Jackhammers and cranes gather dust at half-built Qatari-funded hotel sites in a Saudi city hit hard by an abrupt diplomatic rupture, but signs of thawing cross-border ties are reviving economic hopes. Saudi Crown Prince Mohammed bin Salman has downplayed the dispute with Qatar -- which led to a Riyadh-led embargo on the neighbouring emirate and shuttered their land border in mid-2017 -- as a trivial matter with limited impact on the kingdom. But it is anything but trivial for Al-Ahsa, a desert oasis near the border where Qatari shoppers once kept the local economy humming, crossing over to buy relatively cheaper provisions -- from herbs and eggs to milk and camel meat.
The family of a Michigan man who died of a drug overdose at a state prison has filed a lawsuit saying his death was connected to a drug smuggling ring in the prison. Seth Zakora, 21, died from an overdose Jan. 22, 2017, in the Lakeland Correctional Facility in Coldwater, Michigan. Another inmate had asked corrections officers to check on Zakora the night before his death because there appeared to be something wrong with him, according to the lawsuit.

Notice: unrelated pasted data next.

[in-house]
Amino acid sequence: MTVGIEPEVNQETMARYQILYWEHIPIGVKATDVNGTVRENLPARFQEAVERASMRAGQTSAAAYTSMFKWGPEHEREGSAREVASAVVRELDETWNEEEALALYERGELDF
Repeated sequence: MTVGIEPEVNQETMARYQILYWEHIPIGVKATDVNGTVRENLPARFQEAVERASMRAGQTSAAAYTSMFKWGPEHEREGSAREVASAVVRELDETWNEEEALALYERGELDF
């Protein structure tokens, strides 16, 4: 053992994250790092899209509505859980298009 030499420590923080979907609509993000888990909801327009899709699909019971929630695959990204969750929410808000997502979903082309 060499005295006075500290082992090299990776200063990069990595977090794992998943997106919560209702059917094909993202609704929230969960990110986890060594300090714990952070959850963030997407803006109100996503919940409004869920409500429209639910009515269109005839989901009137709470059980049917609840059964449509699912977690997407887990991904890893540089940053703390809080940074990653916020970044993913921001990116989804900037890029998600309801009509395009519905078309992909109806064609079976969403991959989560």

Around 2,000 US Army soldiers have been banned from one of the main streets in the Italian city of Vicenza after a brawl between soldiers and locals. The temporary ban, which affects members of the 173rd Airborne Brigade stationed in the city, involves the quaint via Contra' Pescherie Vecchie, where two young Vicenza men say they were surrounded and beaten by several soldiers after a verbal exchange just outside a popular watering hole for off duty combat paratroopers. City authorities are studying CCTV images to identify the culprits of the latest violent episode, which prompted Mayor Francesco Rucco to request special restrictive measures from the base commander.